What is interest, and what are interest rates?

Nearly all of us will have encountered terms with “interest” in their names on numerous occasions, be it at a bank, a car dealership or an electronics store. But what are interest rates exactly, and what do the various terms containing the word “interest” mean? We're going to take a detailed look at the most important types of interest.

Interest is the price charged for borrowing money. The level of interest depends on the agreed interest rate. This interest rate is usually represented by a percentage figure, with “percent” meaning “per one hundred” and it determines the level of interest calculated on the amount deposited or borrowed.

Let’s now turn to the matter of specific interest rate terms, starting with the deposit rate: People save money in their bank accounts and banks can pay interest to account holders on the deposited money.

The rate of interest applied depends on the general interest rate level as well as on the size of the deposit. In addition, it is generally the case that: the longer savers forgo access to their money, the higher the interest rate will be.

Now let's suppose you wish to buy something that costs more than you actually have at your disposal. In such cases you can borrow money, for example through a bank loan.

To this end, the borrower, has to pay the bank interest on the loan. The level of the lending rate, as this interest rate is known, will depend, among other things, on the creditworthiness of the borrower. The higher the risk for the bank in terms of the borrower potentially defaulting on the loan, the higher the interest rate will be. The level of the interest rate levied also depends on the term of the loan. The longer the bank provides the money, the higher the interest rate.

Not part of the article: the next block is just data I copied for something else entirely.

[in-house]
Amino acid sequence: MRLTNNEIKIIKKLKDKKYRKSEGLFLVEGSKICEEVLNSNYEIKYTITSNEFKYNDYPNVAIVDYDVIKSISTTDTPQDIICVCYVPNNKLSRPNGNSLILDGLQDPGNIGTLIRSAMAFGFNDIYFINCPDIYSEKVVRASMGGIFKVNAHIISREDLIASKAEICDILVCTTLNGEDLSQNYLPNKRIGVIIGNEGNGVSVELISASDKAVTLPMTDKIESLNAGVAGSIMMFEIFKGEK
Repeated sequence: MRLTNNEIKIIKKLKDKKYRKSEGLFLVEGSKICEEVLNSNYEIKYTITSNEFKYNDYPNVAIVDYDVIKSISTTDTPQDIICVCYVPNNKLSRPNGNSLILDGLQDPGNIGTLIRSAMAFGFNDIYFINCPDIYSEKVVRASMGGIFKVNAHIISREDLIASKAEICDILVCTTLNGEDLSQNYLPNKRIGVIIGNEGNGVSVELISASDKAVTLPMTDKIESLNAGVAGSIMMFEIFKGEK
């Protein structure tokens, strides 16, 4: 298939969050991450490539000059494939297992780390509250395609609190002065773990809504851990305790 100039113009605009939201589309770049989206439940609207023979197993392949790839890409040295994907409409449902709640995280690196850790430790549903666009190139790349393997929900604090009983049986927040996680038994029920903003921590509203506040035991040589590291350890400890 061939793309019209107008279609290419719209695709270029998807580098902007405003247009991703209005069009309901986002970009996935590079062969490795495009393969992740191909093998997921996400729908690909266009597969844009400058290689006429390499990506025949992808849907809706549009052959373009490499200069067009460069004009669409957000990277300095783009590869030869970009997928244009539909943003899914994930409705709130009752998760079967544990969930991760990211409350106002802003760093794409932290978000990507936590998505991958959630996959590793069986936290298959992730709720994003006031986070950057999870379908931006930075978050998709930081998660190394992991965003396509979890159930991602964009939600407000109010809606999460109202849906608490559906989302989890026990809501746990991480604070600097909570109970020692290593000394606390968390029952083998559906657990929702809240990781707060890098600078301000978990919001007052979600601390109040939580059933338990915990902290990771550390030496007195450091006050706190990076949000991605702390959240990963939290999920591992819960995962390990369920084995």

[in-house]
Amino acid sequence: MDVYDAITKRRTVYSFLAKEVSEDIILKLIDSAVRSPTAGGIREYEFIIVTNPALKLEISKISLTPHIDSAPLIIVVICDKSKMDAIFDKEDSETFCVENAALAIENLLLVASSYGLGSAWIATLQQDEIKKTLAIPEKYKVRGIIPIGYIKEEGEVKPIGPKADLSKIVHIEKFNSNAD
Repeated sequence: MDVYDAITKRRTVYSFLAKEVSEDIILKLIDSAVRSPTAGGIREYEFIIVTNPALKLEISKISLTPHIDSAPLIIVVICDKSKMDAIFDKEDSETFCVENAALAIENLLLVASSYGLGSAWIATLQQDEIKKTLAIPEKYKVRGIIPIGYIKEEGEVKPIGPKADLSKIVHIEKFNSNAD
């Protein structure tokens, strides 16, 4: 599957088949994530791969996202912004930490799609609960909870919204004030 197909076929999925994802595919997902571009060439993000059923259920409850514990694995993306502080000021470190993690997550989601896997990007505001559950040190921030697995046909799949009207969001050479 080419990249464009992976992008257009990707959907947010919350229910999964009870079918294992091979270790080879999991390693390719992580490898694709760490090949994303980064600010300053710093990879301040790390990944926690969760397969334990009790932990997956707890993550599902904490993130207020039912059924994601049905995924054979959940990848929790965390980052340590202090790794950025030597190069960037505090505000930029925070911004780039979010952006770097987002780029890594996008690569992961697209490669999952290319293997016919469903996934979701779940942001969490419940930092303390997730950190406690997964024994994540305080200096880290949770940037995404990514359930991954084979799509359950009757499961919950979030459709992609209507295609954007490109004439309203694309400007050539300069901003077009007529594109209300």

Some costs attached to a loan are, however, not immediately recognisable. For instance, it may be the case that the actual amount paid out to the borrower is less than the specified loan amount. Moreover, the borrower may be charged an additional fee on top of the loan amount. The effective annual interest rate, as it is known, encompasses all the costs attached to a given loan. Banks, as well as car dealerships or electronics stores are all obliged to state the effective annual interest rate charged on a purchase so that the consumer can compare rates among different providers.

But there’s another type of interest rate besides the ones already mentioned here, and this interest rate has a huge impact on all the other rates: The key interest rate - also known as the key rate, or policy rate. When banks are in need of funds, they have to borrow from the central bank as the bank of last resort and they have to pay interest on this borrowed money. The level of interest charged as a percentage of the amount borrowed is referred to as the key interest rate. In the euro area, it is set by the Governing Council of the European Central Bank. Its level is always set with a view to remaining the purchasing power of the euro stable.

The key rate has an impact on all other interest rates in an economy and therefore also has an effect on all economic activities. When the central bank raises the key rate, commercial banks respond by raising the interest rates for their customers. This pushes up the cost of loans for customers and makes saving more rewarding. As a result, the level of demand in the economy tends to go down, thus dampening inflation. Conversely, falling interest rates lead to an increased appetite for credit and reduce the incentive to save. The level of demand in the economy thus increases, which tends to make prices go up faster.

The development of prices is measured by the inflation rate. This is important in connection with two other interest rate concepts, the nominal and the real interest rate. The stated interest rates are referred to as nominal interest rates. If the inflation rate is deducted from these, they are referred to as real interest rates.

It follows that not all interest is the same. Savers welcome high interest rates, while borrowers are glad about low lending rates.

And everyone, be it banks, enterprises, consumers or the government, observes the policy rate as an important signal for the economy.